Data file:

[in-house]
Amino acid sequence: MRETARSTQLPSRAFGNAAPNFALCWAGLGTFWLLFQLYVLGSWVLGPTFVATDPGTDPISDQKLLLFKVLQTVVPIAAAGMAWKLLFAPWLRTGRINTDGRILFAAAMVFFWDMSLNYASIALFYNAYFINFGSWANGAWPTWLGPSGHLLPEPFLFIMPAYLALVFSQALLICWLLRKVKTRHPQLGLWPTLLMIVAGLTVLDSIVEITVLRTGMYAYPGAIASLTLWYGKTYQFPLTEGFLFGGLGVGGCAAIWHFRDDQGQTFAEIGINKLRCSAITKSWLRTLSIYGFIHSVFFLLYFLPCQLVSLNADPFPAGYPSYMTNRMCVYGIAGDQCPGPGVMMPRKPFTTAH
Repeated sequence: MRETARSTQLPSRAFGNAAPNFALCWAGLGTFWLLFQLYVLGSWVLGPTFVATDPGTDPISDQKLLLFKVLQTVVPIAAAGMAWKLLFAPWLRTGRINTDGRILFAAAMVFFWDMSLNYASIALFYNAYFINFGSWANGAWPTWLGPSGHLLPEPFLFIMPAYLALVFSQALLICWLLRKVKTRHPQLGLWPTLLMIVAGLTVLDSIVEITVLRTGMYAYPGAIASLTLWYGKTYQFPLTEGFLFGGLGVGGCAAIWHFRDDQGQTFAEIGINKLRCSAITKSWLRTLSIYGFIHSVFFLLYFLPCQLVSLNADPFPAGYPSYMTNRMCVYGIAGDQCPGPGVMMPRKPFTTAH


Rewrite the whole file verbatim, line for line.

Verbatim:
[in-house]
Amino acid sequence: MRETARSTQLPSRAFGNAAPNFALCWAGLGTFWLLFQLYVLGSWVLGPTFVATDPGTDPISDQKLLLFKVLQTVVPIAAAGMAWKLLFAPWLRTGRINTDGRILFAAAMVFFWDMSLNYASIALFYNAYFINFGSWANGAWPTWLGPSGHLLPEPFLFIMPAYLALVFSQALLICWLLRKVKTRHPQLGLWPTLLMIVAGLTVLDSIVEITVLRTGMYAYPGAIASLTLWYGKTYQFPLTEGFLFGGLGVGGCAAIWHFRDDQGQTFAEIGINKLRCSAITKSWLRTLSIYGFIHSVFFLLYFLPCQLVSLNADPFPAGYPSYMTNRMCVYGIAGDQCPGPGVMMPRKPFTTAH
Repeated sequence: MRETARSTQLPSRAFGNAAPNFALCWAGLGTFWLLFQLYVLGSWVLGPTFVATDPGTDPISDQKLLLFKVLQTVVPIAAAGMAWKLLFAPWLRTGRINTDGRILFAAAMVFFWDMSLNYASIALFYNAYFINFGSWANGAWPTWLGPSGHLLPEPFLFIMPAYLALVFSQALLICWLLRKVKTRHPQLGLWPTLLMIVAGLTVLDSIVEITVLRTGMYAYPGAIASLTLWYGKTYQFPLTEGFLFGGLGVGGCAAIWHFRDDQGQTFAEIGINKLRCSAITKSWLRTLSIYGFIHSVFFLLYFLPCQLVSLNADPFPAGYPSYMTNRMCVYGIAGDQCPGPGVMMPRKPFTTAH